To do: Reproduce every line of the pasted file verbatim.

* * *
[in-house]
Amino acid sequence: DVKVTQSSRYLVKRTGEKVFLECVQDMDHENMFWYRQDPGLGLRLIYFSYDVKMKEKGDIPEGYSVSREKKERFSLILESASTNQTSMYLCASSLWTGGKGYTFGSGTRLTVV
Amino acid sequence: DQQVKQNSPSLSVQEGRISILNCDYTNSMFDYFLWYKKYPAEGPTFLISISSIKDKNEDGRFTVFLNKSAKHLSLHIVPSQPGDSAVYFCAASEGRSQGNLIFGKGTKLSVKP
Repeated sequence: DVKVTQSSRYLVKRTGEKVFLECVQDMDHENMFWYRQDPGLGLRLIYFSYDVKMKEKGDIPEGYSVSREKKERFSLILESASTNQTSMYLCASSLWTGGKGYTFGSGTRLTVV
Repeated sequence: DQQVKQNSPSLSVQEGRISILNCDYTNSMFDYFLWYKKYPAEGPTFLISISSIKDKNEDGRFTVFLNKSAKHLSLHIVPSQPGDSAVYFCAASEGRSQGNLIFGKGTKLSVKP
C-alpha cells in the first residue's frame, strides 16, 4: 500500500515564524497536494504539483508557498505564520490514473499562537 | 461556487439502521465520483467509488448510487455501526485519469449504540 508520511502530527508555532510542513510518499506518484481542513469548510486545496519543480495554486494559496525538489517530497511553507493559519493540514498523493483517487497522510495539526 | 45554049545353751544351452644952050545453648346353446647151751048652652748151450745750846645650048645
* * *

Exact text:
[in-house]
Amino acid sequence: DVKVTQSSRYLVKRTGEKVFLECVQDMDHENMFWYRQDPGLGLRLIYFSYDVKMKEKGDIPEGYSVSREKKERFSLILESASTNQTSMYLCASSLWTGGKGYTFGSGTRLTVV
Amino acid sequence: DQQVKQNSPSLSVQEGRISILNCDYTNSMFDYFLWYKKYPAEGPTFLISISSIKDKNEDGRFTVFLNKSAKHLSLHIVPSQPGDSAVYFCAASEGRSQGNLIFGKGTKLSVKP
Repeated sequence: DVKVTQSSRYLVKRTGEKVFLECVQDMDHENMFWYRQDPGLGLRLIYFSYDVKMKEKGDIPEGYSVSREKKERFSLILESASTNQTSMYLCASSLWTGGKGYTFGSGTRLTVV
Repeated sequence: DQQVKQNSPSLSVQEGRISILNCDYTNSMFDYFLWYKKYPAEGPTFLISISSIKDKNEDGRFTVFLNKSAKHLSLHIVPSQPGDSAVYFCAASEGRSQGNLIFGKGTKLSVKP
C-alpha cells in the first residue's frame, strides 16, 4: 500500500515564524497536494504539483508557498505564520490514473499562537 | 461556487439502521465520483467509488448510487455501526485519469449504540 508520511502530527508555532510542513510518499506518484481542513469548510486545496519543480495554486494559496525538489517530497511553507493559519493540514498523493483517487497522510495539526 | 45554049545353751544351452644952050545453648346353446647151751048652652748151450745750846645650048645